When you’re in your 20s, most often the things that concern you are whether or not you’re going to go to graduate school, what do you want to do for a career, who you’re going to marry, and if or when to have kids. In your 20s you have your whole life ahead of you, and you don’t often think of what you will do if you get sick – very sick – because you’re still “invincible.”
When I was 25 a friend was diagnosed with cancer. After being in remission for over a year the doctors discovered the tumor that had been on her spine had now come back and spread to her lungs. While in remission Amy* and her fiancé Justin* decided not to wait any longer and got married. Now she was told she might not make it to her one-year wedding anniversary. The chemo and radiation treatments would likely leave her sterile – if she survived – so she was told she would never have children. Amy had to leave her position at work and in order to be at her side, Justin left his job also, and they moved in with her parents. In a matter of months, her whole life changed.
Amy didn’t want to give up on her dreams – didn’t want to give up on the chance of having a one-year anniversary – so they tried an aggressive treatment approach which left her tired, bloated and with her hair falling out. Her doctors tried everything in their power to cure her cancer. With their help, Amy and Justin celebrated their first anniversary. A few months later, however, they made the decision not to continue treatment. The cancer was too far spread in her body and the doctors could not control her pain. For the last two days of her life they elected for hospice care where she passed away without pain and with her family by her side.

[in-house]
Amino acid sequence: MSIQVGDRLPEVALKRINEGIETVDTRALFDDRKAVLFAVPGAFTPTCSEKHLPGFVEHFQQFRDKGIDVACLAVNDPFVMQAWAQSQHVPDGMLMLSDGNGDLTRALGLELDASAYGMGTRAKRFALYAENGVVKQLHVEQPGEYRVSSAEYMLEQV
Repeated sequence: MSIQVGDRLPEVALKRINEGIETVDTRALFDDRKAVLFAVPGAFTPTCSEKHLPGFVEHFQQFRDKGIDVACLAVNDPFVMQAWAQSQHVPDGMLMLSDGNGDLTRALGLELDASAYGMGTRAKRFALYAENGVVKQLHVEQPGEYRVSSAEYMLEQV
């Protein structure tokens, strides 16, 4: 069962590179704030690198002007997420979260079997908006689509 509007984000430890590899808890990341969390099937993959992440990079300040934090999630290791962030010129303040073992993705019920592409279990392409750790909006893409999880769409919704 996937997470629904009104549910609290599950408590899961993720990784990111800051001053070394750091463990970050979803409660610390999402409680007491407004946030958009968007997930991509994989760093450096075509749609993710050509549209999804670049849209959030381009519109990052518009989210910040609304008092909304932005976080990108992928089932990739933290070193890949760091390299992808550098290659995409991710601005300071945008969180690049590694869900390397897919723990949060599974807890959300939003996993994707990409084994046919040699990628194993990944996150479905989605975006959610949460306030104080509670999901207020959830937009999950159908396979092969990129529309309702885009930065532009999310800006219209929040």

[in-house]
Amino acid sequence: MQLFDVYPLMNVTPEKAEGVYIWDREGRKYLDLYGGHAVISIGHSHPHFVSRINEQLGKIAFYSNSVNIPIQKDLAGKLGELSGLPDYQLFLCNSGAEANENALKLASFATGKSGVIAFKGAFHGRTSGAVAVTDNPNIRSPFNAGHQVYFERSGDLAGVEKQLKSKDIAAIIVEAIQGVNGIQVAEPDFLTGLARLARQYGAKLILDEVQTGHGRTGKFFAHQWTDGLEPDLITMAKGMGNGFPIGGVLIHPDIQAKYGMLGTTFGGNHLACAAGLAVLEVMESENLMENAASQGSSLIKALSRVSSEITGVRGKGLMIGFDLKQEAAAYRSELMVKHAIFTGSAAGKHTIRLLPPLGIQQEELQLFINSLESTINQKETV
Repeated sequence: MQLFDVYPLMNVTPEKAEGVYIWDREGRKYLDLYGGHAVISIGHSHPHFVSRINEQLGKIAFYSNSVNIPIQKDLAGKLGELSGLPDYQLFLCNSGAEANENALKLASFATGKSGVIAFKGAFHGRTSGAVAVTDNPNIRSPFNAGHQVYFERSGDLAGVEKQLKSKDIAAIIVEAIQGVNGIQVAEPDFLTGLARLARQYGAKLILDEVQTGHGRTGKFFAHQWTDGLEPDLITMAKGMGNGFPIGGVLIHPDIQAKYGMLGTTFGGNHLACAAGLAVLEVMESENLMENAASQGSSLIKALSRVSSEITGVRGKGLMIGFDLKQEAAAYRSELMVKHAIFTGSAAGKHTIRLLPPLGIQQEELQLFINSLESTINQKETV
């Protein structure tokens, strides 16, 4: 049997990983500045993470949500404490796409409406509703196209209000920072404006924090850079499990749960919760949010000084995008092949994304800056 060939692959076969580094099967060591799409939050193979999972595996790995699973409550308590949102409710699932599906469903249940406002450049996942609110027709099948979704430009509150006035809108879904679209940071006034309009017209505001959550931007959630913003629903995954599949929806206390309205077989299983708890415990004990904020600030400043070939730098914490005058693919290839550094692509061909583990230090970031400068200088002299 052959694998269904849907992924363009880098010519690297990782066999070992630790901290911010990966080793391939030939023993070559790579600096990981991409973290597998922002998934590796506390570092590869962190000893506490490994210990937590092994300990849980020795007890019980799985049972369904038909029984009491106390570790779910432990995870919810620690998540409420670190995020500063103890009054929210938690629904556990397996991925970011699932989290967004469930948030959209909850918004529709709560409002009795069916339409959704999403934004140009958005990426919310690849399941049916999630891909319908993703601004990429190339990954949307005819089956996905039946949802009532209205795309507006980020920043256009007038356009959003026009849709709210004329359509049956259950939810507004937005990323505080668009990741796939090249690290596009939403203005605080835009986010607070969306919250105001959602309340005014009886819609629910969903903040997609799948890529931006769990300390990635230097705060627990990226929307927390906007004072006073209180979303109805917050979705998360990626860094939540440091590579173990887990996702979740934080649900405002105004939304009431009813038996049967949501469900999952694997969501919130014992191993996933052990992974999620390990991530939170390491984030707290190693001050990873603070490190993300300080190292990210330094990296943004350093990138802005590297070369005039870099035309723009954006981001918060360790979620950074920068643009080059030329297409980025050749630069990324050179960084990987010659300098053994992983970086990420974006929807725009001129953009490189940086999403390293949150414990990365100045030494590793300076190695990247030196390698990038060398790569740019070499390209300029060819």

At 25 years old someone who was a few years younger than me was sicker than I ever thought I could be at that age. I had stood by her side and watched her fight, and when she was finished fighting I had to say goodbye. Lucky for Amy there was never a point in the process where she wasn’t able to speak for herself and relay her plans. (She and Justin openly talked about what she wanted and did not want at her funeral service.) But, what if I wasn’t that lucky? What if I didn’t have the ability to communicate? I told my parents the briefest of wishes. (I wanted to donate my organs – if possible, and I wanted to be cremated and not placed in a cemetery.)
A few years later I found out about the Five Wishes – a legal document that, once notarized in the state of Arizona, acts as a living will and will carry out the wishes of a dying patient when they are unable to speak for themselves. So before making wedding plans or career plans, I made arrangements for how I was to be taken care of if I ever needed it.
You can request a copy of the Five Wishes or fill out a copy online by visiting the Advance Directives portion of the Casa de la Luz Foundation website. This living will form is provided by the foundation free of charge.